Presentation is loading. Please wait.

Presentation is loading. Please wait.

The Impact of the Big 6 on Middle School Research Projects Martha Hovanec April 30, 2008 EDUC 600.

Similar presentations


Presentation on theme: "The Impact of the Big 6 on Middle School Research Projects Martha Hovanec April 30, 2008 EDUC 600."— Presentation transcript:

1 The Impact of the Big 6 on Middle School Research Projects Martha Hovanec April 30, 2008 EDUC 600

2 Focus How does use of the Big 6 information literacy model impact the focus, confidence, and success of 7th grade regular and special education students undertaking a Greek and Roman mythology research project?

3 Abstract Students’ confidence, understanding of the process and requirements of the research task, and focus were positively impacted based on student and teacher qualitative data. Students’ confidence, understanding of the process and requirements of the research task, and focus were positively impacted based on student and teacher qualitative data. Quantitative data reflecting student success is less definitive. Quantitative data reflecting student success is less definitive.

4 Literature “An Investigation of Factors That May De-motivate Secondary School Students Undertaking Project Work: Implications for Learning Information Literacy” No information literacy instruction or scaffolding to support projects No information literacy instruction or scaffolding to support projects many students reported feeling that they lacked the skills to complete the project many students reported feeling that they lacked the skills to complete the project students were not accessing the types of information appropriate to the assignments students were not accessing the types of information appropriate to the assignments little synthesis of information little synthesis of information plagiarism was common plagiarism was common De-motivating factors other than the lack of information literacy training De-motivating factors other than the lack of information literacy training choice of topic, amount of group work, amount of support, and work environment choice of topic, amount of group work, amount of support, and work environment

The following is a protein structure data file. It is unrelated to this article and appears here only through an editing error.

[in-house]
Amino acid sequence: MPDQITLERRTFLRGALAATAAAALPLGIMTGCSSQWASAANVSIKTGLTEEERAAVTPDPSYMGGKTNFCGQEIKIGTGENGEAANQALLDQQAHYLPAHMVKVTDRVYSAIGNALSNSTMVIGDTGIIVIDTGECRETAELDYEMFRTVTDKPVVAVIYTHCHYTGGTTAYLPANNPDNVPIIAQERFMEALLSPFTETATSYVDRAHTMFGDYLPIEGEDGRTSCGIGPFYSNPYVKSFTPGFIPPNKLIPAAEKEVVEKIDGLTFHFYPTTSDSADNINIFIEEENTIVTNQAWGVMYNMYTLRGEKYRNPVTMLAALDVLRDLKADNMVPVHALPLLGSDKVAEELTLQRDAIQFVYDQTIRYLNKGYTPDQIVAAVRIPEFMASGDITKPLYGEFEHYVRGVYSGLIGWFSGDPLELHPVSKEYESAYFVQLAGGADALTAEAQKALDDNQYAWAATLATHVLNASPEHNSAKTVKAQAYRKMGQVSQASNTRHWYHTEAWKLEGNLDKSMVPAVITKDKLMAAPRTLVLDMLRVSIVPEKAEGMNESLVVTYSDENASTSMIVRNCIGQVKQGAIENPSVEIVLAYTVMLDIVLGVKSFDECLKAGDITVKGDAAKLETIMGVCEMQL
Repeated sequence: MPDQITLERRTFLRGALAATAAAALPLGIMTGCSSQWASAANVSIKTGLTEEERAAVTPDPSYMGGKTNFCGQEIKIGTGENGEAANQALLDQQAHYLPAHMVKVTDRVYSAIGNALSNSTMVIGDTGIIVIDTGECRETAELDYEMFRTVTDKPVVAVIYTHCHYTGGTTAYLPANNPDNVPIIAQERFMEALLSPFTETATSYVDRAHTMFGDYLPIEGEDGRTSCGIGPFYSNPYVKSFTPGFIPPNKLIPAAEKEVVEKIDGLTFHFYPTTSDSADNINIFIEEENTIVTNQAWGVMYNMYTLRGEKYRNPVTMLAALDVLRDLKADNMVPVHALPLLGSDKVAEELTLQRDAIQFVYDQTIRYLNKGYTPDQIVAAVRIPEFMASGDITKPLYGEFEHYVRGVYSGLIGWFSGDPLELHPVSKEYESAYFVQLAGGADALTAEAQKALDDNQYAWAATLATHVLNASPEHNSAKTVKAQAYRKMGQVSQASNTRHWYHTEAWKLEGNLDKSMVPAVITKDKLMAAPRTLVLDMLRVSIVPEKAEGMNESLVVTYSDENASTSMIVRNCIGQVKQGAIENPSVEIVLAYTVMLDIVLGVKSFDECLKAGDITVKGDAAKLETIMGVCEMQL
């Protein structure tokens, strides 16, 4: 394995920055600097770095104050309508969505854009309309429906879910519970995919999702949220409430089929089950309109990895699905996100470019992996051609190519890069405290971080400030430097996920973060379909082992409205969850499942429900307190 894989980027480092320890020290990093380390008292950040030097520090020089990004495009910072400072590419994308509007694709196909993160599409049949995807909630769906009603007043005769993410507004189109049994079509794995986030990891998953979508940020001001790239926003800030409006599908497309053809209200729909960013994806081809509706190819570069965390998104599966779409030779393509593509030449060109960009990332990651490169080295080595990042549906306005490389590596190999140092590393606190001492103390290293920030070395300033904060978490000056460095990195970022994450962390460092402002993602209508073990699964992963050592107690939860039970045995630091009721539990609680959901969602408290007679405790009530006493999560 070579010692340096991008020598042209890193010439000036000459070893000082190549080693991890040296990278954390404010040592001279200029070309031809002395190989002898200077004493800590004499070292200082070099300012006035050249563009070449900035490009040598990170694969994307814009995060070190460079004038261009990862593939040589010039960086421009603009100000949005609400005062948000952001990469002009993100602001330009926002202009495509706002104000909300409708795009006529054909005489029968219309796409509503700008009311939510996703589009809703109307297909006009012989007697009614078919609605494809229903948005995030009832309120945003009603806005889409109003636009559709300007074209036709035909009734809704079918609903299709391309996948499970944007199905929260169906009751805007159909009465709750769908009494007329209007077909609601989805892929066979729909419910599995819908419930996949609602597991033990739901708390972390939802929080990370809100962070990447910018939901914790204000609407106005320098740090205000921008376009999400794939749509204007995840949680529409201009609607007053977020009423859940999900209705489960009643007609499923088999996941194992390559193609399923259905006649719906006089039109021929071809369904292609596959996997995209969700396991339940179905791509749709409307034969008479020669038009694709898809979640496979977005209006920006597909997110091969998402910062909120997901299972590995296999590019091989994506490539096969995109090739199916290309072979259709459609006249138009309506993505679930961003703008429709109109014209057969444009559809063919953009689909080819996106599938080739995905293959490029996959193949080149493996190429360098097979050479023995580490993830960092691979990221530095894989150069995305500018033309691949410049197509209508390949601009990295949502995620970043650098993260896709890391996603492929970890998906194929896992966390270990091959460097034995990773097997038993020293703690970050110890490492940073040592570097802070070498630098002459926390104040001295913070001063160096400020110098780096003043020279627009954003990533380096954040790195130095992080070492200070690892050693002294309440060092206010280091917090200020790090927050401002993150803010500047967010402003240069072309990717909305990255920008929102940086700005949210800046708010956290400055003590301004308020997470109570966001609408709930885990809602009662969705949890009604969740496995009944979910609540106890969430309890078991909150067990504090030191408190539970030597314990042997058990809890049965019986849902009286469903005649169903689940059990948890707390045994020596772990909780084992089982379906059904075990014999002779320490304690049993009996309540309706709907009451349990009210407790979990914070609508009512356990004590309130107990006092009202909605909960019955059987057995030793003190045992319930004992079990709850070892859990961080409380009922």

5 Literature “The Big Six Information Skills As a Metacognitive Scaffold: A Case Study” Students demonstrated metacognitive behaviors in the on-line program, journals, interviews, and class interactions. Students demonstrated metacognitive behaviors in the on-line program, journals, interviews, and class interactions. The data reflected a higher level of student confidence about their ability to plan and accomplish the steps of the research process The data reflected a higher level of student confidence about their ability to plan and accomplish the steps of the research process Exceeded the teacher’s expectations Exceeded the teacher’s expectations Products-- despite being an unfamiliar genre or format (a news article) Products-- despite being an unfamiliar genre or format (a news article) Process-- engaged in the project and demonstrated the ability to plan their individual research and to evaluate themselves and their work. Process-- engaged in the project and demonstrated the ability to plan their individual research and to evaluate themselves and their work.

6 Literature The presence or absence of information literacy instruction and the support that an information literacy model provides had a significant affect on student motivation, metacognition, learning, and success. The presence or absence of information literacy instruction and the support that an information literacy model provides had a significant affect on student motivation, metacognition, learning, and success.

7 What is the Big 6?  Information Literacy Model developed by Mike Eisenberg and Bob Berkowitz  “Aprocess model of how people solve an information problem”  Steps are recursive and iterative, not linear  start anywhere  go in any order  should revisit the steps repeatedly

8 What is the Big 6? 1. Task Definition (Define problem, identify info needed) 1. Task Definition (Define problem, identify info needed) 2. Information Seeking Strategies (possible and best) 2. Information Seeking Strategies (possible and best) 3. Location and Access (Find sources and info) 3. Location and Access (Find sources and info) 4. Use of Information (Engage and extract) 4. Use of Information (Engage and extract) 5. Synthesis (Organize and present) 5. Synthesis (Organize and present) 6. Evaluation (Process and product) 6. Evaluation (Process and product)